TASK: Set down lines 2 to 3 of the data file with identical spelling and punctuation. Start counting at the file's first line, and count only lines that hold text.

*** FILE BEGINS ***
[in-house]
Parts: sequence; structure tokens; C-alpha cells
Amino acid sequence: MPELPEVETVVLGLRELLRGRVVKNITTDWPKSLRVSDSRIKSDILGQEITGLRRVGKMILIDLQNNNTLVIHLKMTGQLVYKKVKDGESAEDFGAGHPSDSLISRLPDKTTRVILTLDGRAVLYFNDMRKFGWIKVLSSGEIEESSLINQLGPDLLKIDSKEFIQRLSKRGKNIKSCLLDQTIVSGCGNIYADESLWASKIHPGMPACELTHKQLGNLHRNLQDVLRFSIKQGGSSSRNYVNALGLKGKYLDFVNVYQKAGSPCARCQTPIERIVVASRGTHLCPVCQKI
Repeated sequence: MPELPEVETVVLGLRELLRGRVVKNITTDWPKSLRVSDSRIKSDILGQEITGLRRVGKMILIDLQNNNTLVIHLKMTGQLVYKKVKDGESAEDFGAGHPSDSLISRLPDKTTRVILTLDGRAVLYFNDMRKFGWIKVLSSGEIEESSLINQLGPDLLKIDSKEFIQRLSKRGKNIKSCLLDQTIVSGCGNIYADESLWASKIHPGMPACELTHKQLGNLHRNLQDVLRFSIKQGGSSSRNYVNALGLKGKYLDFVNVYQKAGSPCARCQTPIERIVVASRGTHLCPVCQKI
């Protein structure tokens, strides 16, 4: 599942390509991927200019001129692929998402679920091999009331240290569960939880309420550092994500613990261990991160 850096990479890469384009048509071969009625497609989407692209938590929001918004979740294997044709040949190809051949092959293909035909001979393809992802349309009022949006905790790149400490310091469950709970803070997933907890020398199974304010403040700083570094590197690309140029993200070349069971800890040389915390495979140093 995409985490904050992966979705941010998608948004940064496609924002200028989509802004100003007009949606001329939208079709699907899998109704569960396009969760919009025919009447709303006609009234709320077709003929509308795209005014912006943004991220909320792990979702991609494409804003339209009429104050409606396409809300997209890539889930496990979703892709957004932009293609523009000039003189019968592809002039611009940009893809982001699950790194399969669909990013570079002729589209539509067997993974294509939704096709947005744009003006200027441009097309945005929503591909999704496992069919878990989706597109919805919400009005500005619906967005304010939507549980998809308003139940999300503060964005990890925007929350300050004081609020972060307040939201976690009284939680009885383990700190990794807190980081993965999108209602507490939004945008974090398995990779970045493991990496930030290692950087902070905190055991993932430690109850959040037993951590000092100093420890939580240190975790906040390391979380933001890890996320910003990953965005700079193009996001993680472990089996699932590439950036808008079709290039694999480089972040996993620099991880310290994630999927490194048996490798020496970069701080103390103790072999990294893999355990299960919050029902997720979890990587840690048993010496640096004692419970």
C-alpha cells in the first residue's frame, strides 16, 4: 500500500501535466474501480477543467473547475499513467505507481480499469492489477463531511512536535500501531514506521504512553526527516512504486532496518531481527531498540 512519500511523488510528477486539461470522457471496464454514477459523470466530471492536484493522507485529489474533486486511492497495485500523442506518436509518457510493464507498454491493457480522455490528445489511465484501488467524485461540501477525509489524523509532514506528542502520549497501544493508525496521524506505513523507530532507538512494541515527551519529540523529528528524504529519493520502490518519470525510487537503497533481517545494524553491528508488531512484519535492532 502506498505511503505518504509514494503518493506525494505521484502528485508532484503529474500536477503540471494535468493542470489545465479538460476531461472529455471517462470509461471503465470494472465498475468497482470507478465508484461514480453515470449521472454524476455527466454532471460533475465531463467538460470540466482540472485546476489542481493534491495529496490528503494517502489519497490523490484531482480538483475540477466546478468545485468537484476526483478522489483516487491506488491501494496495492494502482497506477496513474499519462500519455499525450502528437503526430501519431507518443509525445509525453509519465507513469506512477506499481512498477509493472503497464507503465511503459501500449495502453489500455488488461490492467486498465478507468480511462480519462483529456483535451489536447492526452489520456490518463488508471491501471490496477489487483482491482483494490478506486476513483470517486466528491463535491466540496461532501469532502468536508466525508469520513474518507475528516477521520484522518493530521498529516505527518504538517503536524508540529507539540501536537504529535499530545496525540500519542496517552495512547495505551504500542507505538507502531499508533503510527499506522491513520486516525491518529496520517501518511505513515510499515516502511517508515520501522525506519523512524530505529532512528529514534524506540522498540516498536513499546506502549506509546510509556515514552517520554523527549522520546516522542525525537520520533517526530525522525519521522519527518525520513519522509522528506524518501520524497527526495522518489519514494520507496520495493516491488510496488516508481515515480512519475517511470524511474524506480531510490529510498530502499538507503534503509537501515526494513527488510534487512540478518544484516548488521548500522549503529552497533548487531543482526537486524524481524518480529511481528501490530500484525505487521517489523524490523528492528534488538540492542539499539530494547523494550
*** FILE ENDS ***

Parts: sequence; structure tokens; C-alpha cells
Amino acid sequence: MPELPEVETVVLGLRELLRGRVVKNITTDWPKSLRVSDSRIKSDILGQEITGLRRVGKMILIDLQNNNTLVIHLKMTGQLVYKKVKDGESAEDFGAGHPSDSLISRLPDKTTRVILTLDGRAVLYFNDMRKFGWIKVLSSGEIEESSLINQLGPDLLKIDSKEFIQRLSKRGKNIKSCLLDQTIVSGCGNIYADESLWASKIHPGMPACELTHKQLGNLHRNLQDVLRFSIKQGGSSSRNYVNALGLKGKYLDFVNVYQKAGSPCARCQTPIERIVVASRGTHLCPVCQKI